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Prevalence of malaria and trypanosomiasis among blood donors attending Aminu Kano Teaching Hospital, Kano-Nigeria

H. Sule
I.A. Muhammad
Sani Ado Haruna
Murtala Muhammad


Background: Transfusion-based screenings predominantly focuses on viruses, often overlooking parasites, particularly in developing  countries. This oversight raises concerns about the potential presence of parasitic diseases in donors’ blood.

Aim: This study primarily aimed to investigate the prevalence of malaria and trypanosomiasis among blood donors in the study area.

Methodology: The methodology involved collecting blood samples and preparing both thin and thick blood films on clean, grease-free  slides for parasite identification using microscopic technique.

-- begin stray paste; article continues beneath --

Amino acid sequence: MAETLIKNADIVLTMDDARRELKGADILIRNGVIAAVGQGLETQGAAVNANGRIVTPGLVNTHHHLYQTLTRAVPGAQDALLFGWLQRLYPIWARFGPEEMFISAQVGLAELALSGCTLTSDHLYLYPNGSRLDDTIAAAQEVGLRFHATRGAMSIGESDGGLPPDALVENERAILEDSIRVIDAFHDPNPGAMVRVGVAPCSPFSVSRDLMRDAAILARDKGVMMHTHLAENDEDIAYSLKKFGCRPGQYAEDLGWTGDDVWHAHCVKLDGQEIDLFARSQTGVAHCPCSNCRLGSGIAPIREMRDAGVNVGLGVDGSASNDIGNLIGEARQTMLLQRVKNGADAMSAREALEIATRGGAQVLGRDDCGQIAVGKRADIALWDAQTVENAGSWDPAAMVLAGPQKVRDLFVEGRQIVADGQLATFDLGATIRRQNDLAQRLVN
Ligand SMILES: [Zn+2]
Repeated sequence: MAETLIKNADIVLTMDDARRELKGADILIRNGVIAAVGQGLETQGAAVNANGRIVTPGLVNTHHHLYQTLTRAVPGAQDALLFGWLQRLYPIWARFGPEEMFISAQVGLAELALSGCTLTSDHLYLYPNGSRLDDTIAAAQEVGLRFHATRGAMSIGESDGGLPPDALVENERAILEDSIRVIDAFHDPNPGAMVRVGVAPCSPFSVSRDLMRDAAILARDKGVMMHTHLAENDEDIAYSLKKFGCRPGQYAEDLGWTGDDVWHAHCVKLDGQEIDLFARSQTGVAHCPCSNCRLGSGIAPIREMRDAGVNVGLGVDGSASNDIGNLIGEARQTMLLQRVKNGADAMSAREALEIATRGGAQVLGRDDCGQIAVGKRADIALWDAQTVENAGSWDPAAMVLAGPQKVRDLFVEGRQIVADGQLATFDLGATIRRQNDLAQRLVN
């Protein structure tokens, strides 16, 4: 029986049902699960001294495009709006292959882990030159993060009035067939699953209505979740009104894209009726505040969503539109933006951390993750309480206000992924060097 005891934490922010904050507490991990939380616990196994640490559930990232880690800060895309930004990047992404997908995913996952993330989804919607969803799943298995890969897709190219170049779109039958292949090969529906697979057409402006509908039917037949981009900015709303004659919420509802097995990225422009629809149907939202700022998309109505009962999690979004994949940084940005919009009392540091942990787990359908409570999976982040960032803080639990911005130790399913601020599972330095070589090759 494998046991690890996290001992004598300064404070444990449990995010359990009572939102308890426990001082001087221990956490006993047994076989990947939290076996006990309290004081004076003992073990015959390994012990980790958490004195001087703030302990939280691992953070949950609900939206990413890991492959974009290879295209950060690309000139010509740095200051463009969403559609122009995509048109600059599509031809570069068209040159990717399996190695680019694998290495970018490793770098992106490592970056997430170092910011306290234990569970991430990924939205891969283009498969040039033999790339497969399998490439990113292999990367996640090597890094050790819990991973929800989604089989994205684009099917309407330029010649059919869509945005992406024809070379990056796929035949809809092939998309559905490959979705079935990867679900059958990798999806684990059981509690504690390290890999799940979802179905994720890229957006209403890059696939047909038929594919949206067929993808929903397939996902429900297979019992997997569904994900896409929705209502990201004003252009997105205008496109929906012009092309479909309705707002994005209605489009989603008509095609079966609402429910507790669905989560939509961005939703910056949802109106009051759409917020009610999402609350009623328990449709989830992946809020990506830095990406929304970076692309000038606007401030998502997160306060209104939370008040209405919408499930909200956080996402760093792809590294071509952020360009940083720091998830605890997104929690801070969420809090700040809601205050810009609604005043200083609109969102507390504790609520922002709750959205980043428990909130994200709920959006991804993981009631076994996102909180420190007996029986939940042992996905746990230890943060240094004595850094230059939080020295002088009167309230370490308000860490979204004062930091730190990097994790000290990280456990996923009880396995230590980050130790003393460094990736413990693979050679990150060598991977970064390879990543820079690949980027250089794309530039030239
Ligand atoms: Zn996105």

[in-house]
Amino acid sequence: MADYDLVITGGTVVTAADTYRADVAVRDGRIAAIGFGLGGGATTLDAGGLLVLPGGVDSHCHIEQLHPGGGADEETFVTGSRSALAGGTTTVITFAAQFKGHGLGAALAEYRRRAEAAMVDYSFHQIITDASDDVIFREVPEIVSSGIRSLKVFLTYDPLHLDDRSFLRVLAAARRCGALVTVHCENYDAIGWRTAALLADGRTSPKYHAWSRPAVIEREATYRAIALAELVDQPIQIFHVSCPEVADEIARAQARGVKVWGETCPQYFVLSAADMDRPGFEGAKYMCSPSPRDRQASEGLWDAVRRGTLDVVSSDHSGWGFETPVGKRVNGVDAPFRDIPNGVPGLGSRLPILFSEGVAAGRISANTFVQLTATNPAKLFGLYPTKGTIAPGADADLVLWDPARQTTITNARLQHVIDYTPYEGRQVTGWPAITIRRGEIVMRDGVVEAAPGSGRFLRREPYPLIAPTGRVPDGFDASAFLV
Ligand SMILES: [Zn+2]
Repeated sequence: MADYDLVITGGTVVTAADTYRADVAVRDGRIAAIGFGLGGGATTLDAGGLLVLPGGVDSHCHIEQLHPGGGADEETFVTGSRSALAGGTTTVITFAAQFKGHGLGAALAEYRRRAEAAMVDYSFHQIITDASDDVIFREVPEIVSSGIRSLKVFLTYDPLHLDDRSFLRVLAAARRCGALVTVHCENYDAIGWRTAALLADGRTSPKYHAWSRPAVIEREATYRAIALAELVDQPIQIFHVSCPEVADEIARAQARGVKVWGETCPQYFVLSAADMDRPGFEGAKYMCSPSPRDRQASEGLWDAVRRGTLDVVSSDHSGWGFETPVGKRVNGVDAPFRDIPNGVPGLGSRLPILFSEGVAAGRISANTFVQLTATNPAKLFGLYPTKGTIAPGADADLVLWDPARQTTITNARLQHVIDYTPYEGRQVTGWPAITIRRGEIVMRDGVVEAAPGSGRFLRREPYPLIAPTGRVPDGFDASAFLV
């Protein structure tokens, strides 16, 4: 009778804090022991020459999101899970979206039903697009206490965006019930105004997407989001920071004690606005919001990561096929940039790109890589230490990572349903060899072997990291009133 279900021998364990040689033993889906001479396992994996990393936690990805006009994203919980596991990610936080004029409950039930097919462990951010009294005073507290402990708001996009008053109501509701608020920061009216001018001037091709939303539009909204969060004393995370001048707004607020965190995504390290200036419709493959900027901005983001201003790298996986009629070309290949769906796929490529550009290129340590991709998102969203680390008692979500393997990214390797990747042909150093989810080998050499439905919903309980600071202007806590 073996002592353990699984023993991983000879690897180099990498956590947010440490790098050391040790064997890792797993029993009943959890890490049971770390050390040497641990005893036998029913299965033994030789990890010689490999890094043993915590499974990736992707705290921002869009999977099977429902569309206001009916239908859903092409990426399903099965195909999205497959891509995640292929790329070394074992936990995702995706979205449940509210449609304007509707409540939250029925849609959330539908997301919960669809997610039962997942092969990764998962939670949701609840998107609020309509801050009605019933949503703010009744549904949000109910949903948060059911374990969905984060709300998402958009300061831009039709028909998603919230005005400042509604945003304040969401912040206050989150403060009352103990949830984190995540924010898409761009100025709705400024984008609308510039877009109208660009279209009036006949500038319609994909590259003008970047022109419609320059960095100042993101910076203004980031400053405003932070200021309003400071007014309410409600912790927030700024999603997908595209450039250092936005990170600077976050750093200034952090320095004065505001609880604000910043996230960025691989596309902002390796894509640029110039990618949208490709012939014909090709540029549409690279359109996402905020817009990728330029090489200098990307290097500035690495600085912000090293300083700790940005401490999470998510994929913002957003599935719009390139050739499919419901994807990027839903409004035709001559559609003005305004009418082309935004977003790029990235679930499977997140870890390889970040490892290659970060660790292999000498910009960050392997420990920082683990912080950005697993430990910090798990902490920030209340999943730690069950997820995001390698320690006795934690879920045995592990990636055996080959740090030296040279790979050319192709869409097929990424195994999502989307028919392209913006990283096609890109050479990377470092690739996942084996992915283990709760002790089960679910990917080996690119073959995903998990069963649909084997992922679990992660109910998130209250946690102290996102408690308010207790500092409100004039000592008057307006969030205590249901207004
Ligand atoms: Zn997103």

Results: The results indicated a significant prevalence of malaria in 13 cases (8.6%), while no instances of trypanosomiasis were detected  (0%). Furthermore, the data revealed that the proportion of malaria parasitemia was higher in male donors 69.2% (9/13) compared to  female donors 30.8% (4/13). With regards to age groups, the malaria severity revealed: 7.7% in ages 18-20, 23.1% in 21-30, 30.8% in 31-40,  15.4% in 41-50, and 23.1% in 51-60. Notably, the 31-40 age group exhibited the highest prevalence at 30.8%.

Conclusion: These findings  underscore the necessity for comprehensive parasitic screening in blood transfusions, especially in regions where malaria is prevalent. Enhancing blood safety protocols to include parasitic detection can significantly reduce the risk of passive disease transmission through  blood donation.